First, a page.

Whether the vomiting happened only once or twice, it is still required that you hydrate yourself to replace the lost nutrients that were expelled when you threw up.  

When Emesis is not addressed right away, it could lead to conditions like dehydration, which can be life-threatening, and the symptoms for these are dry mouth, dark urine, decreased urination, fatigue, confusion, headache, and increased thirst.

For younger children and infants, dehydration can be a more severe concern because since they have a smaller body mass, then it means they have less fluid to sustain themselves as well.  Signs of dehydration for them are rapid breathing or pulse, dry mouth, sunken eyes, decreased urination, and a sunken fontanelle (for infants).

Another risk when vomiting is not treated right away can result in malnutrition.  This can happen when the person is not able to keep down solid foods in the body, therefore, losing nutrients.  Some common signs of malnutrition are weakness and excessive fatigue.

When to Seek Medical Help

Knowing the signs to watch out for is essential so that you have an idea when to seek medical help, and at the same time, avoid having other complications.  

The common symptoms for unusual vomiting may include:

  • Persistent vomiting that has been happening for more than two days
  • Not being able to keep down solid foods for more than one day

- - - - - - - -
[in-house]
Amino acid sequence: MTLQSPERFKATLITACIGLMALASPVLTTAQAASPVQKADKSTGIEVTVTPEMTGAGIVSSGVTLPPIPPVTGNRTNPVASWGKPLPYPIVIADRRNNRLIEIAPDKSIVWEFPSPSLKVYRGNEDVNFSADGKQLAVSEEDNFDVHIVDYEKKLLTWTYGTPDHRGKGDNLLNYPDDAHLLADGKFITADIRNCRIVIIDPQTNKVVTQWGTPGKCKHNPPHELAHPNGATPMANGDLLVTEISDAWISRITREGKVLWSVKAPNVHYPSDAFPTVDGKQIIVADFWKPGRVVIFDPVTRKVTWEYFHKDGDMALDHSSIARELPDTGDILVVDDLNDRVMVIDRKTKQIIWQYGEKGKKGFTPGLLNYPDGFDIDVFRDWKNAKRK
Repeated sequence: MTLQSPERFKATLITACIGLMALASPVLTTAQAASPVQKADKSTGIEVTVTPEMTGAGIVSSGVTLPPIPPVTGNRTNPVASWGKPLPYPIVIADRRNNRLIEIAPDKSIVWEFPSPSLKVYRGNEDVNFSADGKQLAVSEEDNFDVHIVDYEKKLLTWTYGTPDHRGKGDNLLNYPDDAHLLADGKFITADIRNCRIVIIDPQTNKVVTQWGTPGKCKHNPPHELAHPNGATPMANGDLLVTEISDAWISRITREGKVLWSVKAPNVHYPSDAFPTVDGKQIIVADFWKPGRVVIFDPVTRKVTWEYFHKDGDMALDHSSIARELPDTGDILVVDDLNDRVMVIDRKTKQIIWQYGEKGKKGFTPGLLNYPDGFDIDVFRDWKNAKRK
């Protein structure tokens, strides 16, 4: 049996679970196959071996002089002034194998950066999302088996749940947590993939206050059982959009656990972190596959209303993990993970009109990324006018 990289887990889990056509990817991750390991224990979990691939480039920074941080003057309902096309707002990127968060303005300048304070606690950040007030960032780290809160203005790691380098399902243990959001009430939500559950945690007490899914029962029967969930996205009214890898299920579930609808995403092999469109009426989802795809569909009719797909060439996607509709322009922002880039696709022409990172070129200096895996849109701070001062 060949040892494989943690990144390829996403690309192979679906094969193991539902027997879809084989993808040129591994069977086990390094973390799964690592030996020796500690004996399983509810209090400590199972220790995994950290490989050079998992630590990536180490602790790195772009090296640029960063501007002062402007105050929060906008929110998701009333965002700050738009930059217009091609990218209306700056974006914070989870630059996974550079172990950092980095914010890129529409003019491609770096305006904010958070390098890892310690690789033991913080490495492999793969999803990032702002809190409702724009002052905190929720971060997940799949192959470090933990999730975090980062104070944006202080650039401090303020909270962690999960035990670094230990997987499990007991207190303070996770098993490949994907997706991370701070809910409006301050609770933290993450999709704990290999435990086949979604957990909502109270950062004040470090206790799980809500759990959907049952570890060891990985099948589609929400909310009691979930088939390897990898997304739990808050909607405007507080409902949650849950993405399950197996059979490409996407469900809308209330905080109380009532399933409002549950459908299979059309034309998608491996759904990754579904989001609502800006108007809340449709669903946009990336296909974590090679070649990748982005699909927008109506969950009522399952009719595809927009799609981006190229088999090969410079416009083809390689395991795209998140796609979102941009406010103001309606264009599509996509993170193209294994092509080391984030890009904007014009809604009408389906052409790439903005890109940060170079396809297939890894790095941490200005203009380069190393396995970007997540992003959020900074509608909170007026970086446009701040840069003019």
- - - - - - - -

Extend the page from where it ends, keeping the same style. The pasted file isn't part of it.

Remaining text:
• When you are having signs of severe dehydration
  • Throwing up a green fluid called the bile, and which means that there may be a blockage in your bowel.
  • Sudden and severe abdominal pain
  • Losing a lot of weight since getting sick
  • Having severe chest pain
  • Stiff neck and high fever
  • Sudden and severe headaches
  • If you suspect that you have swallowed something poisonous

Since the condition can be more severe and harmful to kids, it is best to know the signs for them as well.

For children who are younger than six years old:

  • Diarrhea and vomiting
  • Severe vomiting
  • Fever above 38°C
  • Having signs of dehydration
  • Has not urinated for more than 6 hours
  • Vomiting for 2-3 hours

For children who are more than six years old, signs to watch out for would be:

  • Vomiting for more than 2 hours
  • Showing signs of dehydration
  • Has not urinated within 6 hours
  • Is confused or appears to be lethargic
  • Having a fever that is more than 39°C

Symptoms to check out for adults are the following:

  • Experiencing severe headache
  • Having stiff neck
  • Feeling lethargic
  • Appears to have confusion
  • Vomiting blood whether large amounts of red blood, spitting out dark blood or even just coughing up coffee grounds like substance
  • Having a rapid pulse
  • Having rapid breathing
  • Having a fever of more than 39°C
  • Not being so responsive anymore
  • Having severe or recurrent abdominal pain.

Robert B.

This young and idealistic doctor of Pharmacy has great hopes for the industry. He believes that the cure to cancer and AIDs is within reach with tireless effort and study. He has lived, worked, and studied in Australia and the UK - never settling in one place for too long. He is energetic and passionate when it comes to pharmacy and related subjects. We know because he can talk about it for hours - nonstop!